Pittsburgh Irish & Classical Theatre board fires founder, artistic director Paul
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The Pittsburgh Irish & Classical Theatre board of directors today fired founder and artistic director Andrew Paul and told him he would not be working on the four plays he was scheduled to direct.
Mr. Paul, who founded the company 17 years ago, moved to Las Vegas two years ago when his wife got a job there and has been splitting his year between his family and Pittsburgh.
He had a plane ticket to return to Pittsburgh in a week to begin rehearsals when he received a phone call today saying he had been dismissed in a unanimous board vote.
Alan Stanford, an actor-director whom Mr. Paul brought into the PICT family, has been named interim leader of the company. He was already set to direct two of the six shows this season. Co-founder Stephanie Riso will stay on as operations director.
"It was out of the blue," Mr. Paul said. "I was given zero notice. The board has had concerns about this from Day 1 when my wife got this job, but the company has been doing fine. Artistically we've been thriving. In a lot of ways I feel like when I'm in Pittsburgh for six months out of the year, I'm able to work twice as hard because I don't have to deal with my kids, so I feel like my work hasn't tailed off at all. In fact, we've been named best production of the year in the Post-Gazette the past three years running, which is seemingly what your goal would be, to be the best."
Board president Eugene O'Sullivan said the decision was about Mr. Paul's absence for part of the year and not about the financial or artistic success of PICT.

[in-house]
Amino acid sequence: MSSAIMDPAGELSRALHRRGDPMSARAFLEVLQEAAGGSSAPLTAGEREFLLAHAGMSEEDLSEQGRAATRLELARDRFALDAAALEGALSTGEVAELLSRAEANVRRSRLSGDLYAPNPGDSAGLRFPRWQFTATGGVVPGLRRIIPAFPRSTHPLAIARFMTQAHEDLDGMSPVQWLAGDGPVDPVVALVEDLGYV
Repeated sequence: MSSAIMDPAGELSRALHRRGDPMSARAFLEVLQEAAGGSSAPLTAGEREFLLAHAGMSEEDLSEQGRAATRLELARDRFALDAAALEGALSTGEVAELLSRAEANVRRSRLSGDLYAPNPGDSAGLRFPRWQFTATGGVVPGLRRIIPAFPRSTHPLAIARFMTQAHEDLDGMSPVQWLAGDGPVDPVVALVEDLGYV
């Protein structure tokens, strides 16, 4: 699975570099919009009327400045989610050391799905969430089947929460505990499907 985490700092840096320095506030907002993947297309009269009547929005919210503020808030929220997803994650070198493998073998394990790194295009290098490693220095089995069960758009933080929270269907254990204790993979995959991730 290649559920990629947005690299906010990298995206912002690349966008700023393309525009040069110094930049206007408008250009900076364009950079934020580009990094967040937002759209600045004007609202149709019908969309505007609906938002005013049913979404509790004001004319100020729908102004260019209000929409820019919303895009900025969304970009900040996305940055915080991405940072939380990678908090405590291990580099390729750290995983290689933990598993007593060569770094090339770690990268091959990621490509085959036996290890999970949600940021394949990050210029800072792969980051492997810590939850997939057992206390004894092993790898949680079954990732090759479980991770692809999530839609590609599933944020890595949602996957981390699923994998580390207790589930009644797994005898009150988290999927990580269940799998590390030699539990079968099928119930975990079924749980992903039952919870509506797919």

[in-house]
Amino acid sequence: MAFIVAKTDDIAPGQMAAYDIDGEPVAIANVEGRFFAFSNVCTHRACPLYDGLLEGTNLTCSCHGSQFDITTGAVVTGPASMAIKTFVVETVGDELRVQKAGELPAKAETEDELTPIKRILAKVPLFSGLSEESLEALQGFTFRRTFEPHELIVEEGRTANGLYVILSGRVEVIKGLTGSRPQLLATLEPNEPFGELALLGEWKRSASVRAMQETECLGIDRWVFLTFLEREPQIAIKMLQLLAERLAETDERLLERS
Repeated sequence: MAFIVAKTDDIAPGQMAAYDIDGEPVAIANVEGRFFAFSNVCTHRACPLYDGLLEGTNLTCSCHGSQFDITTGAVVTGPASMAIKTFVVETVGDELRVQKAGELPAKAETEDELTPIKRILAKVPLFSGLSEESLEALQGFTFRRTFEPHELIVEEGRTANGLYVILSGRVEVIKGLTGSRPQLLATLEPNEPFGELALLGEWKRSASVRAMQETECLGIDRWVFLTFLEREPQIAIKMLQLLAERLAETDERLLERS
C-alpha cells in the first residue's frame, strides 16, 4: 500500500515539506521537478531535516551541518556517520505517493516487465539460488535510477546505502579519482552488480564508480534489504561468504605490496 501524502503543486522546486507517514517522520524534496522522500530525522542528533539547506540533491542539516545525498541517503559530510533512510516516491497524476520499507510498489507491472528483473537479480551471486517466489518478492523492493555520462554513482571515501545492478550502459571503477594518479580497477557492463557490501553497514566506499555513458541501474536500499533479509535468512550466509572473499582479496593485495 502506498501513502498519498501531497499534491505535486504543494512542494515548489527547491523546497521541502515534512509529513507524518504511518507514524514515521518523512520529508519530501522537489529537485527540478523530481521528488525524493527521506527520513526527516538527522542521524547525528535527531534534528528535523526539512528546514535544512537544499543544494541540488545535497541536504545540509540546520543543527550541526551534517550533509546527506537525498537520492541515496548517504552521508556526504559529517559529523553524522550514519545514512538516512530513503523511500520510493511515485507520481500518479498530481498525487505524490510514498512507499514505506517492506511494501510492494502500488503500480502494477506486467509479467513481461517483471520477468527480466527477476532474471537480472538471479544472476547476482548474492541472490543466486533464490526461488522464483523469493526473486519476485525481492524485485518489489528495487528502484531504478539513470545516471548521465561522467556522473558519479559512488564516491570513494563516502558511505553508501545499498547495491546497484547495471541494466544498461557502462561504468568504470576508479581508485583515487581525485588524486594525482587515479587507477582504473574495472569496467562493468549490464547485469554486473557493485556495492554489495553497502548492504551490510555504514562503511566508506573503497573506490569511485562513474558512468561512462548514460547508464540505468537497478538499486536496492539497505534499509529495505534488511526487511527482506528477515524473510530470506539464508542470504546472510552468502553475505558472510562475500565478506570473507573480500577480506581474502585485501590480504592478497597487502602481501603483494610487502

The company has been operating at break-even in recent years while holding some debt and operating at a ratio of about 45 percent ticket revenue to 55 percent contributions, a balance shared by most nonprofit companies.
Subscriptions were said to be down but not dramatically during last season's Chekhov festival.
The firing came just weeks before a season conceived by Mr. Paul was set to begin -- and in which he was to direct shows including the season's opening work, "Our Class," which opens April 10.
"The board has been discussing this right along, and more intensely since October," Mr. O'Sullivan said. "We've given it thorough deliberation. Once the decision was made, it had to be delivered."
He added, "Andrew has been a terrific leader and we have the greatest respect for him."
Mr. Paul, who has worked without a contract since he founded the company, said he was looking into hiring a lawyer because of the "very small compensation for 17 years of work" offered by the board.
He has tangled with the board before over budgets and risky choices, including opening the season with "Our Class," a story that takes place during the Holocaust.
"I tried to explain to Gene this morning, you can't conceptualize the play and cast it and work with the playwright and then change directors with two weeks notice and assume it's going to be fine," Mr. Paul said. "It doesn't work like that."
"We don't expect any problems," Mr. O'Sullivan countered. "It's a wonderful season with some very attractive shows, and they will go on."
First Published February 26, 2013 3:36 pm